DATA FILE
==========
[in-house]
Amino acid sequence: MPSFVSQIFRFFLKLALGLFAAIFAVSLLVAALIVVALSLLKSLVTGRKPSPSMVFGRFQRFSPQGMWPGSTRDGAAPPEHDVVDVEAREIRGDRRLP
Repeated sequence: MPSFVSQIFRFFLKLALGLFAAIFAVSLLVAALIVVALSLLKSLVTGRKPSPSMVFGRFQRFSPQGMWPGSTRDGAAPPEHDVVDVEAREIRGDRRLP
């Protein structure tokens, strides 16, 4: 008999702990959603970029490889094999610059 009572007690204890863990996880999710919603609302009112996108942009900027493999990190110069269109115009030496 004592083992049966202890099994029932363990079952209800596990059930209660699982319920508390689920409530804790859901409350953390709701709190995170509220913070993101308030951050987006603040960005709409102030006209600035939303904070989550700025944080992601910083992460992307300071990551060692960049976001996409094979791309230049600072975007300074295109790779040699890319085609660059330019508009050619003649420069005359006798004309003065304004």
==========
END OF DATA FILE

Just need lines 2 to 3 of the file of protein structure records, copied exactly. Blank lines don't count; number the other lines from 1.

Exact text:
Amino acid sequence: MPSFVSQIFRFFLKLALGLFAAIFAVSLLVAALIVVALSLLKSLVTGRKPSPSMVFGRFQRFSPQGMWPGSTRDGAAPPEHDVVDVEAREIRGDRRLP
Repeated sequence: MPSFVSQIFRFFLKLALGLFAAIFAVSLLVAALIVVALSLLKSLVTGRKPSPSMVFGRFQRFSPQGMWPGSTRDGAAPPEHDVVDVEAREIRGDRRLP